News Article | May 9, 2017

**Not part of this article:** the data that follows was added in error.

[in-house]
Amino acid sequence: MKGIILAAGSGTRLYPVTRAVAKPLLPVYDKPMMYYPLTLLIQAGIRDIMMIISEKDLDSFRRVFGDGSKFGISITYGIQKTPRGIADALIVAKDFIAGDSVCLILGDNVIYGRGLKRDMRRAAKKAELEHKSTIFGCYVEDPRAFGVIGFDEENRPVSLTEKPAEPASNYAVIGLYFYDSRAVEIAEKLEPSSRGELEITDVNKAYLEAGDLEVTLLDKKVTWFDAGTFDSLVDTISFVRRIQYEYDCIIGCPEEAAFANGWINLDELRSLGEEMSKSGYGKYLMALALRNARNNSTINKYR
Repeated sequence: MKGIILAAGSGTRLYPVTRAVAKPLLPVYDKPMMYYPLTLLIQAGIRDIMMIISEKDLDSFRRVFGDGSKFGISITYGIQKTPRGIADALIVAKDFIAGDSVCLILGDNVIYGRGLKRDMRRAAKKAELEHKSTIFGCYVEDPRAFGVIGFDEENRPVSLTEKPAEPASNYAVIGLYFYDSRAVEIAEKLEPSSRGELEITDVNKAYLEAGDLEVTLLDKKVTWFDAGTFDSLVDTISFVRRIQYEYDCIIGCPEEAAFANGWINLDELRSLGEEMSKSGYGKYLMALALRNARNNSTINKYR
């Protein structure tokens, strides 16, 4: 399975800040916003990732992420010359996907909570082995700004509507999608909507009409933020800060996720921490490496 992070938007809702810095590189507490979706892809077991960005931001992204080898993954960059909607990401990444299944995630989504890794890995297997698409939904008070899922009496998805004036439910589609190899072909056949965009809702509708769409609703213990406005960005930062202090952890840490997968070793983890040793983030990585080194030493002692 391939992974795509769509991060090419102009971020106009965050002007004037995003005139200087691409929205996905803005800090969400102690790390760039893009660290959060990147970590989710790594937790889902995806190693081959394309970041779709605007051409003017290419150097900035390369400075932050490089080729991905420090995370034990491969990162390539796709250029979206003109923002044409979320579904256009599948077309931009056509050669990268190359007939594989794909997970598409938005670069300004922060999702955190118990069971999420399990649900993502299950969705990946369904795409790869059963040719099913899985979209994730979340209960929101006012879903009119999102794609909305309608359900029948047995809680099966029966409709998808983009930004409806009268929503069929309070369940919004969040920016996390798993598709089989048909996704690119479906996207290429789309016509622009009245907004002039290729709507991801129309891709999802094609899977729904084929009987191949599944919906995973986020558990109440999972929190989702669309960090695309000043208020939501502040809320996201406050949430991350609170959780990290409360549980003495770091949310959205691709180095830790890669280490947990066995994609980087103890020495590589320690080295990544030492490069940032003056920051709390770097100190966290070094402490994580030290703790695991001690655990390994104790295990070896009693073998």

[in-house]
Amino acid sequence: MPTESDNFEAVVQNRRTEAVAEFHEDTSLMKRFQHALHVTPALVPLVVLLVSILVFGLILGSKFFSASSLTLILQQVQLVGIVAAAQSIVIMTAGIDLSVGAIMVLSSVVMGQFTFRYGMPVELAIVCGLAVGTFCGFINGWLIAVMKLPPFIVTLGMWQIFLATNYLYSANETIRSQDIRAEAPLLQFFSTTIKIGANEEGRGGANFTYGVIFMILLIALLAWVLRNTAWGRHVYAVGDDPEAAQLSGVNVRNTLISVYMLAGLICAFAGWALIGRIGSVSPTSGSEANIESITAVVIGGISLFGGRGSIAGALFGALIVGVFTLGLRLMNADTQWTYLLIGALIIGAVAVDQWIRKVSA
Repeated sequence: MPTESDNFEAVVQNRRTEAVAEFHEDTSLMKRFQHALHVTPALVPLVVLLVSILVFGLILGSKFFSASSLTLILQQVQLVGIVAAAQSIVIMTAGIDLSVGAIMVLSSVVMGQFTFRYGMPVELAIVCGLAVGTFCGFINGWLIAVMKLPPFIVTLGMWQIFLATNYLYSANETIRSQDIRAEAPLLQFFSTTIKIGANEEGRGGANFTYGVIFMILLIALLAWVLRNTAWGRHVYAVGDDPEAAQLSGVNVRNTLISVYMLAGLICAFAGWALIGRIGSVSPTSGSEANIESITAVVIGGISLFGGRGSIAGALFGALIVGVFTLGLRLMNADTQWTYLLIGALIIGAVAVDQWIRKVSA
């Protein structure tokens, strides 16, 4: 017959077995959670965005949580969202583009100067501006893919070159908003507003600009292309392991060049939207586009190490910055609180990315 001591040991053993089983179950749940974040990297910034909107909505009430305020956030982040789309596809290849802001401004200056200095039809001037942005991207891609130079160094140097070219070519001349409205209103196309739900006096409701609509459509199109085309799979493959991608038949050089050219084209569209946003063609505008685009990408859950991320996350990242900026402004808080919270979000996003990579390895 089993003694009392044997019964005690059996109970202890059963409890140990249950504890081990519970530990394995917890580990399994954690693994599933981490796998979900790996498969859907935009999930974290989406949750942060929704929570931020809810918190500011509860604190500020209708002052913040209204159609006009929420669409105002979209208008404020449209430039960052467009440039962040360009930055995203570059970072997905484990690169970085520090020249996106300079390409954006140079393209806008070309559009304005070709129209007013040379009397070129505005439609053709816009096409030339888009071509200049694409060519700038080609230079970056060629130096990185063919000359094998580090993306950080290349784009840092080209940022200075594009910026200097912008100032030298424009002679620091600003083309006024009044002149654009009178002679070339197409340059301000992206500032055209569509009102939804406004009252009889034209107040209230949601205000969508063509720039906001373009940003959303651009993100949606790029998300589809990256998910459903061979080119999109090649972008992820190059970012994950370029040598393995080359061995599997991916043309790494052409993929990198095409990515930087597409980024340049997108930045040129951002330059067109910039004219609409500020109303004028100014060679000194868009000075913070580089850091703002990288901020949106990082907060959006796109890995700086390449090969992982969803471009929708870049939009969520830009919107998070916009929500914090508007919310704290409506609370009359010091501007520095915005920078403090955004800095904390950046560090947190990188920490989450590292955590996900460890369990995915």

Collaborative partnership will see the SFPUC undertake a pilot project for responsible management of its biosolids at the state-of-the-art, Lystek OMRC-FSSD The Fairfield Suisun Sewer District (FSSD) and the San Francisco Public Utilities Commission (SFPUC) have executed a Memorandum of Understanding (MoU) to undertake a two-year, pilot project for treatment of the City's biosolids. Under the terms of the MoU, up to 5,000 tons of biosolids (per annum) generated by the SFPUC will be sent to the new, state-of-the-art, Lystek Organic Material Recovery Center (Lystek OMRC-FSSD), located at the FSSD in California, for processing. In October 2016, the new 150,000 (U.S) ton, state-of-the-art Lystek OMRC-FSSD held its Grand Opening and announced its readiness to manage biosolids production from the FSSD for at least the next twenty years as well as for other San Francisco Bay Area agencies. Many have already signed on to utilize the services of the facility. The plant is ideally situated to provide reliable and sustainable, year-round management of biosolids and organics to the entire San Francisco Bay Area. The OMRC-FSSD leverages Lystek's patented and proven, low temperature Thermal Hydrolysis Process (LystekTHP™) to divert biosolids and other organics from landfills and produce LysteGro™, a Class A quality product high in organic matter and nutrients. The California Department of Food and Agriculture has already recognized the product as a licensed fertilizer. Over time, the FSSD will further leverage the technology to optimize its digester operations and increase biogas production for green energy. "Recycling organic materials like SFPUC biosolids back into the soil is important for soil health and carbon sequestration. We are very excited to work with Lystek on this liquid fertilizer pilot," says Tommy T. Moala, Assistant General Manager of SFPUC Wastewater Enterprise. California regulations around the use and management of biosolids and organics have evolved. Once considered a "waste", leading companies like Lystek are leveraging years of sound science and research to safely divert these materials from landfills and prove their value as a renewable resource. "We look forward to demonstrating to the SFPUC that they have made the right decision to partner with Lystek and the OMRC-FSSD. This pilot project will see biosolids safely processed, recycled and marketed, as part of the movement toward a more sustainable, circular economy," says Kurt Meyer, President of Lystek. Lystek International Inc. is a leading provider of Thermal Hydrolysis solutions for the sustainable management of biosolids and organics. The multi-use, award-winning Lystek system reduces costs, volumes and GHG's by converting municipal and industrial wastewater treatment facilities into resource recovery centers. This is achieved by transforming organic waste streams into value-added products and services, such as the patented LysteMize® process for optimizing digester performance, reducing volumes and increasing biogas production; LysteGro®, a high-value, nutrient-rich biofertilizer and LysteCarb®, an alternative source of carbon for BNR systems.